Aug. 15 (Bloomberg) -- China’s one-year interest-rate swaps completed a fourth weekly drop, the longest run of declines since February, on bets monetary policy will be eased after a report showed lending slumped last month.
Aggregate financing, the broadest measure of credit, tumbled to 273.1 billion yuan ($44 billion) last month from 1.97 trillion yuan in June, while new yuan loans, M2 money supply and industrial output missed estimates. The People’s Bank of China added a net 14 billion yuan to the financial system this week. The State Council said yesterday that growth in money supply and credit will be kept “reasonable and appropriate.”
The cost of one-year swaps, the fixed payment needed to receive the floating seven-day repurchase rate, fell seven basis points, or 0.07 percentage point, this week to 3.65 percent as of 4:30 p.m. in Shanghai, data compiled by Bloomberg show. It rose three basis points today.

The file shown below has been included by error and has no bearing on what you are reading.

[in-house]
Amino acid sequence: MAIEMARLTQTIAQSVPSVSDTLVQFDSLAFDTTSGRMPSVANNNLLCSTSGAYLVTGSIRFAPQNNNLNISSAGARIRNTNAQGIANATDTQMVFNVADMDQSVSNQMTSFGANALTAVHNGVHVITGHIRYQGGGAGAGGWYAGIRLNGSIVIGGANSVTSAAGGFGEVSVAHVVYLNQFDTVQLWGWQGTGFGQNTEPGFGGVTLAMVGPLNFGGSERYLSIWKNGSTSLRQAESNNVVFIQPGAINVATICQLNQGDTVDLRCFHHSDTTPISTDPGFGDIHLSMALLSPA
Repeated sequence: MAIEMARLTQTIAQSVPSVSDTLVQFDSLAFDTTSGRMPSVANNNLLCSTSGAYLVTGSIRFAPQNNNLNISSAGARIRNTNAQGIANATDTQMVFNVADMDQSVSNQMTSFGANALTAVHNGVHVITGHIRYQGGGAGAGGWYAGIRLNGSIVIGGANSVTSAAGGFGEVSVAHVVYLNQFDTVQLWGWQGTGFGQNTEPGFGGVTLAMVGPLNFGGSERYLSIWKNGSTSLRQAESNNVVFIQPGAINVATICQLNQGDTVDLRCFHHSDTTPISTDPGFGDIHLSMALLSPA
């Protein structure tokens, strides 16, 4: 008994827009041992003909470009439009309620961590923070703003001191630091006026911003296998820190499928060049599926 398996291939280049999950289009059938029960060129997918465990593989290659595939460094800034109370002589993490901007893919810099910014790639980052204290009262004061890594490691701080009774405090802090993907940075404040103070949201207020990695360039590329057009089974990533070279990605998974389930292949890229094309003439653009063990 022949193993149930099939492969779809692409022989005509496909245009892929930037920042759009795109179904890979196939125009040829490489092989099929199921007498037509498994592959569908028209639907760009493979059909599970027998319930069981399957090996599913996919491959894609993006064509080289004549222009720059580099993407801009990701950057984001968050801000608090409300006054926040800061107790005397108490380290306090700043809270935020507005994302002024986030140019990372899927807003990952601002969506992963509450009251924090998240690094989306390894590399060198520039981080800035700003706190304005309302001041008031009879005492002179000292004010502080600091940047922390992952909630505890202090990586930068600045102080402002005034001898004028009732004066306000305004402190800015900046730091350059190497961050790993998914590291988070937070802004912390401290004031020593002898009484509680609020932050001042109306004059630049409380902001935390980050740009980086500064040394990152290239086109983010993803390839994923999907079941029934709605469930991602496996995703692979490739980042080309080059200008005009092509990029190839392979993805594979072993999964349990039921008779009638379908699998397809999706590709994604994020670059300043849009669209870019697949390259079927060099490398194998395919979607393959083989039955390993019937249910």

“Policies will continue to be aimed at bolstering growth,” Xu Hanfei, an analyst at Guotai Junan Securities Co. in Shanghai, wrote in a research note today. “The economy is facing downward pressure in the third quarter, and both fiscal and monetary policies still have room for further loosening.”
The seven-day repo rate, a gauge of interbank funding availability, dropped eight basis points this week to 3.39 percent, according to a weighted average from the National Interbank Funding Center. The rate gains three basis points today.
The yield on the 4 percent government notes due June 2024 dropped seven basis points this week and two basis points today to 4.22 percent, according to figures from the National Interbank Funding Center.
More than 170 billion yuan of bonds, including negotiable certificate of deposits and asset-backed securities, were issued today, according to data compiled by Bloomberg News. That amounts to at least 3.2 percent of the total issuance in the first half.
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